2 Best Movies to Watch by Stephen Colbert

Staff & contributors
It might seem like a no-brainer that trying to make a comedy movie featuring a character with cancer is not a great idea. And while there may be a good share of failed attempts in that category, 50/50 is not one of them. And then it might come as a surprise that this subtle attempt at cancer comedy comes courtesy of Superbad creators Seth Rogen and Evan Goldberg. It also stars indie cutie Joseph Gordon-Levitt as the young and fit Adam Lerner, who works as a writer for public radio before learning that he has malignant tumors all along his spine. Between his overbearing mum (Anjelica Huston), slightly obnoxious but good-hearted bestie (Seth Rogen), self-help groups, and his therapist (played by Anna Kendrick), he struggles to find a way of acquiescing to his 50/50 chance of survival. Similarly, 50/50 strikes a delicate balance between the bromance gags, the date-movie elements, and the grave subject matter at its heart. It manages to mine humor, pathos, and simple honesty from a dark situation, and is not afraid to “go there”. The result is truly compassionate comedy.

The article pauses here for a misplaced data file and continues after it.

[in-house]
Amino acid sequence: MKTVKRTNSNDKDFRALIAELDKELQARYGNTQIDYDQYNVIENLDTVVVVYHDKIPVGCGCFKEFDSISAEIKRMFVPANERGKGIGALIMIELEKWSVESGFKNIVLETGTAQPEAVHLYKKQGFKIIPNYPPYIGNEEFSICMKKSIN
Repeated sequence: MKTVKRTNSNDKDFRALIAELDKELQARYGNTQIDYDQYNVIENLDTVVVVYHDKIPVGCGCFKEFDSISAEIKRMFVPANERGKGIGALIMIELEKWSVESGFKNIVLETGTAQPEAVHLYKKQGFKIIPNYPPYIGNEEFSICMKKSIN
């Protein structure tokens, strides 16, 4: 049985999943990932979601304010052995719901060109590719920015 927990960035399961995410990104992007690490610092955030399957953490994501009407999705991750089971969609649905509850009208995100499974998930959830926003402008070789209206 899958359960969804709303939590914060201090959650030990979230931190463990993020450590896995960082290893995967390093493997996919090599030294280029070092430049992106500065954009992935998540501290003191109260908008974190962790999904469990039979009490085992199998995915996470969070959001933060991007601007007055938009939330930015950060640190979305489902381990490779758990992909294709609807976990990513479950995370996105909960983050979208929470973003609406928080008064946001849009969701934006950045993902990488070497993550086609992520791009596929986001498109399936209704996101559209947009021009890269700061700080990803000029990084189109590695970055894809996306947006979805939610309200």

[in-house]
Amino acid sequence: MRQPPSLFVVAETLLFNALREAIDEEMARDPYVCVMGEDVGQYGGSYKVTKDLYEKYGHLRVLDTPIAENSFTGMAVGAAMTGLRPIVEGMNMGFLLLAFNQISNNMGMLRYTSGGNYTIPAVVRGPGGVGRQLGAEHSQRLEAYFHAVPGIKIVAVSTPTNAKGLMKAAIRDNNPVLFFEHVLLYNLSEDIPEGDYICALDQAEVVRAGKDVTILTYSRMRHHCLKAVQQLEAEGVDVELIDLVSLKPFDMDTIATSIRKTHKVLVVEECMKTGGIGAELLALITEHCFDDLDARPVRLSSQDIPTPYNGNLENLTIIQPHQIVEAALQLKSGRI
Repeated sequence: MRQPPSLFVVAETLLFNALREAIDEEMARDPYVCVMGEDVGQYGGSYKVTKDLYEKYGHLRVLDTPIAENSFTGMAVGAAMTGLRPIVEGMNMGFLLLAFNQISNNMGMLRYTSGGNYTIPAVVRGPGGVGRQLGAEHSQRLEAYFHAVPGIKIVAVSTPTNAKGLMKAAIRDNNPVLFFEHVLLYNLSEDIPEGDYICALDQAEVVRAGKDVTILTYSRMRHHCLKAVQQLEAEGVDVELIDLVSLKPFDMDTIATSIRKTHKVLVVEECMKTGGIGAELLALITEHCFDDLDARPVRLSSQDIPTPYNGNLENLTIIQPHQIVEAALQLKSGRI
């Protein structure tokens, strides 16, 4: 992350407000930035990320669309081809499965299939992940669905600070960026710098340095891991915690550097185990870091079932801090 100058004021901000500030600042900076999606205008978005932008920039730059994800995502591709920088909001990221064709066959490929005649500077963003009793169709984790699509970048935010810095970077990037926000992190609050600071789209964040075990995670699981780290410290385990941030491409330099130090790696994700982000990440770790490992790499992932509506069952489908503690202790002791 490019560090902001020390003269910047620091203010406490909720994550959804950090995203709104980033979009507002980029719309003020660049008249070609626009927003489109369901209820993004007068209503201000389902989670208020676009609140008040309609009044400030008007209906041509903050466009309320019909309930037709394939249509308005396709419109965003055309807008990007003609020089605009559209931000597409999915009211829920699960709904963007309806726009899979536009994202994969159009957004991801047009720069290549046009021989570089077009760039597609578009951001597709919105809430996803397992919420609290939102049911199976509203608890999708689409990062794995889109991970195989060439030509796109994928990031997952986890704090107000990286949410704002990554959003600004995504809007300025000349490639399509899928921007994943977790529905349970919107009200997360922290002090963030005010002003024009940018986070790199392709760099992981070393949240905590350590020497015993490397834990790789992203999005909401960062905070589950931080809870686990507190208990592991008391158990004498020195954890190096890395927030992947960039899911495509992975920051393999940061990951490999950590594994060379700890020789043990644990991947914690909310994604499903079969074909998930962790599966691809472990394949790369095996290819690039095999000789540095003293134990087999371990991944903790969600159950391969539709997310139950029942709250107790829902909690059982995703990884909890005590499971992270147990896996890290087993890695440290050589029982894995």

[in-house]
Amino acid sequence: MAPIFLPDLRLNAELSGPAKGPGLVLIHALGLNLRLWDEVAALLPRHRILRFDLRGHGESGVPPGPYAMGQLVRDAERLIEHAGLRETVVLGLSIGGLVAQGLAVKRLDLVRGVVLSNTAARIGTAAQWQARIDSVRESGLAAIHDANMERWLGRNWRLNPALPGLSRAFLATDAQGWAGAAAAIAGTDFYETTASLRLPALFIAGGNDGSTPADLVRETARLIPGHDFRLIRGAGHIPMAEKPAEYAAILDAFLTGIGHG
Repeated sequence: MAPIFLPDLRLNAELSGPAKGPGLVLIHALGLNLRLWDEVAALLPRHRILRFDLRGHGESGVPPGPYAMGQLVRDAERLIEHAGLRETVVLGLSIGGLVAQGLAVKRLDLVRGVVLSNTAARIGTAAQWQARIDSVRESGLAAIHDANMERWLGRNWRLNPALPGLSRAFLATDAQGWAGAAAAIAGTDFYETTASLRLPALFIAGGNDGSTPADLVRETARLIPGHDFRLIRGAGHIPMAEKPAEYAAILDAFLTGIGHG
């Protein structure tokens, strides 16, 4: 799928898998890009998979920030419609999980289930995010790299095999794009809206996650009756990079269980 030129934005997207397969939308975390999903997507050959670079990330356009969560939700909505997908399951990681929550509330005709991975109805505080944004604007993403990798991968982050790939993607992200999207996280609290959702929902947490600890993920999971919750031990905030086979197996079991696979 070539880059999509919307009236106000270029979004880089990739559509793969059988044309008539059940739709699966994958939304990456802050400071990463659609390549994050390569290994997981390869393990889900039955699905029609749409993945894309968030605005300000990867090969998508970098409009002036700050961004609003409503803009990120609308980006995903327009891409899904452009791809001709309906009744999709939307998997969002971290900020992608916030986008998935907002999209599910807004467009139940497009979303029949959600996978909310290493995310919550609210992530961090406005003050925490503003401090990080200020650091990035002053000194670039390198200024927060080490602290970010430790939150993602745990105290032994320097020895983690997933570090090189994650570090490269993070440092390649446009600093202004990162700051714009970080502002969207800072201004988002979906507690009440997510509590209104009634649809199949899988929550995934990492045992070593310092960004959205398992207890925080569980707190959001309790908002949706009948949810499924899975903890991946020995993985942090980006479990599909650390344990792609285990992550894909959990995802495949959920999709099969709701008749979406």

Former Congressman Anthony Weiner just doesn’t give up. After a 2011 scandal that had him resign from office, Weiner tries to make a comeback in this documentary that follows his 2013 mayoral campaign. His passion for public service is indisputable, and despite his shortcomings, it’s hard not to root for his go-getter attempts at a second chance. To this end, he wins and fails, with each outcome feeling more dramatic and consequential than the last. Things culminate upon the revelation of a fresh, new scandal, which disrupts his unlikely rise as a top candidate as well as the film’s production flow, which then takes a turn for the better (or worse, depending on your sympathies for Weiner). 

Fast paced and brilliantly stitched, Weiner is a compelling account of a man who won’t back down, and of the people surrounding him who suffer from his obstinacy. The documentary is proof that even in our hypercritical age, it’s still possible to both humanize and criticize a “canceled” subject, all while maintaining level-headed humor and allure.